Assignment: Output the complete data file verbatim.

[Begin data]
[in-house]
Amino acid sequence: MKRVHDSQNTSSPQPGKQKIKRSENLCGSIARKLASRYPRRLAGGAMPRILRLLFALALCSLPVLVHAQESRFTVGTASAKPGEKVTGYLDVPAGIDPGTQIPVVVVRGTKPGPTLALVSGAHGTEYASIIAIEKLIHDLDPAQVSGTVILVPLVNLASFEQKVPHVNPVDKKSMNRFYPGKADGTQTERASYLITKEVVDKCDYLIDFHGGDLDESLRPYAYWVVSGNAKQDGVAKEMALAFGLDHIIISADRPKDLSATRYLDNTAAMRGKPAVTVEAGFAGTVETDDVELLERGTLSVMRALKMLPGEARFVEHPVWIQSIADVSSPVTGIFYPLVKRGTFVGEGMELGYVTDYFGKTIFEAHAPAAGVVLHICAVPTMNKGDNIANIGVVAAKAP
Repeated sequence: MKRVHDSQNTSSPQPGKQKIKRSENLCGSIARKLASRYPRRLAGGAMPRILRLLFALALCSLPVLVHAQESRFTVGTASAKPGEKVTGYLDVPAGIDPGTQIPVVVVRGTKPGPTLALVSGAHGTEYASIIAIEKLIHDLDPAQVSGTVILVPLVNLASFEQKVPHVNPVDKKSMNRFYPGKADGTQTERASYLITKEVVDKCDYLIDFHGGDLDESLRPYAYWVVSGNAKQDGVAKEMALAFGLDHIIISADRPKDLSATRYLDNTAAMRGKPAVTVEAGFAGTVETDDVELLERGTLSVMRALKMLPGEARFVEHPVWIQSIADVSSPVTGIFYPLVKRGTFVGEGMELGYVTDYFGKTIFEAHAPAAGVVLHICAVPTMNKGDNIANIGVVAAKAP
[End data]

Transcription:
[in-house]
Amino acid sequence: MKRVHDSQNTSSPQPGKQKIKRSENLCGSIARKLASRYPRRLAGGAMPRILRLLFALALCSLPVLVHAQESRFTVGTASAKPGEKVTGYLDVPAGIDPGTQIPVVVVRGTKPGPTLALVSGAHGTEYASIIAIEKLIHDLDPAQVSGTVILVPLVNLASFEQKVPHVNPVDKKSMNRFYPGKADGTQTERASYLITKEVVDKCDYLIDFHGGDLDESLRPYAYWVVSGNAKQDGVAKEMALAFGLDHIIISADRPKDLSATRYLDNTAAMRGKPAVTVEAGFAGTVETDDVELLERGTLSVMRALKMLPGEARFVEHPVWIQSIADVSSPVTGIFYPLVKRGTFVGEGMELGYVTDYFGKTIFEAHAPAAGVVLHICAVPTMNKGDNIANIGVVAAKAP
Repeated sequence: MKRVHDSQNTSSPQPGKQKIKRSENLCGSIARKLASRYPRRLAGGAMPRILRLLFALALCSLPVLVHAQESRFTVGTASAKPGEKVTGYLDVPAGIDPGTQIPVVVVRGTKPGPTLALVSGAHGTEYASIIAIEKLIHDLDPAQVSGTVILVPLVNLASFEQKVPHVNPVDKKSMNRFYPGKADGTQTERASYLITKEVVDKCDYLIDFHGGDLDESLRPYAYWVVSGNAKQDGVAKEMALAFGLDHIIISADRPKDLSATRYLDNTAAMRGKPAVTVEAGFAGTVETDDVELLERGTLSVMRALKMLPGEARFVEHPVWIQSIADVSSPVTGIFYPLVKRGTFVGEGMELGYVTDYFGKTIFEAHAPAAGVVLHICAVPTMNKGDNIANIGVVAAKAP